Lynched…

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I have recently started working on a new photography project. ‘Lynched’ is a project inspired by the work and quirkiness of the brilliant David Lynch and will be live on my website soon.

Lynch has been one of my favourite directors/artist/photographer for years. I adore how he celebrates the horror and the quirks of the ordinary and manages to make statements out of silence.

I started shooting this project last month and so far it includes portraits and images of friends, family and models. I’m loving exploring the themes of the work…

The Guardian in the UK once described Lynch as “the most important filmmaker of the current era”. I think it’s difficult to disagree with that and he’s certainly the most important to me.

New Artwork & Digital Prints.

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‘Classic Cola’

The above print is something I worked on last weekend. I had it professionally retouched and I’m really pleased with it…

Today I’v also (finally!) opened an online store selling digital prints of my images. There’s only one on there so far but I promise I’ll be adding more soon…

If you’d like to check out the print(s) please visit my Etsy store by clicking here.

Shoot what you love…

Shoot what you love… That’s what they tell you. Someone told me it when I first started shooting. I’m not sure who told me that, maybe it was one of my lecturers, maybe someone else. Come to think of it, maybe I just read it somewhere. I’m really not sure, but that’s not the point…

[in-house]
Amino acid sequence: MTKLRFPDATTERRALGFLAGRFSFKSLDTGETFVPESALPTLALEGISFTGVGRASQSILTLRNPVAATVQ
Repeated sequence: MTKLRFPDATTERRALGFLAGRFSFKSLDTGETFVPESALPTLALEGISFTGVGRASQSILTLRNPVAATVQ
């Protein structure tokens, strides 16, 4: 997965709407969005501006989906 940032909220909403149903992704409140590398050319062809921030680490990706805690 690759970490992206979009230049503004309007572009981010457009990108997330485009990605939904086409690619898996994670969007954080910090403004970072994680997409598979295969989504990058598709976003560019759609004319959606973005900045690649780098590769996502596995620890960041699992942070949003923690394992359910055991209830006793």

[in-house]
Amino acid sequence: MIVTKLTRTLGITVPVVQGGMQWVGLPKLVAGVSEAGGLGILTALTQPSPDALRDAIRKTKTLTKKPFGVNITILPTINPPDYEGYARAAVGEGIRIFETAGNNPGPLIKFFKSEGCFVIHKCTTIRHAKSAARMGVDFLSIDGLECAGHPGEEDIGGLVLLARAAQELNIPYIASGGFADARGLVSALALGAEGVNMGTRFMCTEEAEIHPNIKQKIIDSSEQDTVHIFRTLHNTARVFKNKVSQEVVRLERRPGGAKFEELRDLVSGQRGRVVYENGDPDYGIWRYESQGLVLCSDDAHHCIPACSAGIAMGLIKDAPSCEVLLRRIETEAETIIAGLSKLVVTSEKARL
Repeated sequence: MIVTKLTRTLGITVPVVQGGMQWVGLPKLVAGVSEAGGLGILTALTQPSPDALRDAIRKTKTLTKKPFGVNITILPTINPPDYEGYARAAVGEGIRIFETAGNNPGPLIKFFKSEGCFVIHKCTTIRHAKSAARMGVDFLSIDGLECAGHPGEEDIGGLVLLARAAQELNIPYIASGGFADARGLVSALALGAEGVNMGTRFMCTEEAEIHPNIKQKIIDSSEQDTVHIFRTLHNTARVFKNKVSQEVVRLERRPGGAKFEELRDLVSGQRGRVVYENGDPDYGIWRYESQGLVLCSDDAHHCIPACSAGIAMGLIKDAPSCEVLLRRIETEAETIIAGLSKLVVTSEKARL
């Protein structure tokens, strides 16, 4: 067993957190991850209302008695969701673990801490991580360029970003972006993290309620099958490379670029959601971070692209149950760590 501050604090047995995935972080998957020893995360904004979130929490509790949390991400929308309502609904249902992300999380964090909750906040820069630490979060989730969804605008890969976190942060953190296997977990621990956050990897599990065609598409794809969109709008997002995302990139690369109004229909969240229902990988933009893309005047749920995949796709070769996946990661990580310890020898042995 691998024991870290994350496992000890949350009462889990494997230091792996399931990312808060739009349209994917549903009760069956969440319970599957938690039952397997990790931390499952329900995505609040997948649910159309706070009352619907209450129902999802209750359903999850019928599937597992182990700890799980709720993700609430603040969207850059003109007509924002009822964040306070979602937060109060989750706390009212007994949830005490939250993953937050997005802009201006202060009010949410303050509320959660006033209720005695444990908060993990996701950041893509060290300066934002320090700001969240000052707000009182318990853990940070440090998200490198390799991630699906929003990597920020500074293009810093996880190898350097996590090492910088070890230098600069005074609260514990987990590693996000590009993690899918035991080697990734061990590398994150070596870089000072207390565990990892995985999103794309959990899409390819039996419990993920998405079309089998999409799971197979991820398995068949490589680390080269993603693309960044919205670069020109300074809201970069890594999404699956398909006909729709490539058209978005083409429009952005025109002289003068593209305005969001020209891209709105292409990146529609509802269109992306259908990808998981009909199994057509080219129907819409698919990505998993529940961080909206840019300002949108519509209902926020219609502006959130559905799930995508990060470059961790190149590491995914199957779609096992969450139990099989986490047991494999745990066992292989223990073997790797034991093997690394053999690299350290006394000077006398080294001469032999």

In my day to day life, throughout the years I have worked with hundreds of models and actors etc, capturing their portrait. But as much as I have enjoyed every single shoot, my very favourite person to photograph is my wife Emma. I think a lot of it is because, obviously, I now her so well. I already have a connection with and I already know what will work really well and what might not work so well. I think comfort comes into play here too. I’m comfortable enough to ask Emma to do anything for a shoot and she’s comfortable enough with me to do it. It instantly knocks down boundaries. She has seen, and lived with my frustration first hand when I haven’t quite got the “the shot”. She understands how much it plays on my mind, how much it bothers me. That’s why I think she’s always patient with me while I’m shooting her. She understands I have a vision for the aesthetic of the shot, and she’ll work tirelessly to make sure we achieve it.

I bet if I had to pick the favourite 50 portraits I’ve ever taken, at least half (and probably more) would be of Emma. She has soaked herself in fake blood, hung around town centres at 2.00am, got drunk and even pretended to murder me, all for the sake of my photography. The most recent shots I took of her, are the ones above – taken on a rare sunny afternoon. The ‘Model’ t shirt is really apt, as I’m pretty sure she’s probably been photographed a lot more than a lot of professional models.

I already can’t wait for our next shoot…

Sleepless in Susanna – alt travel.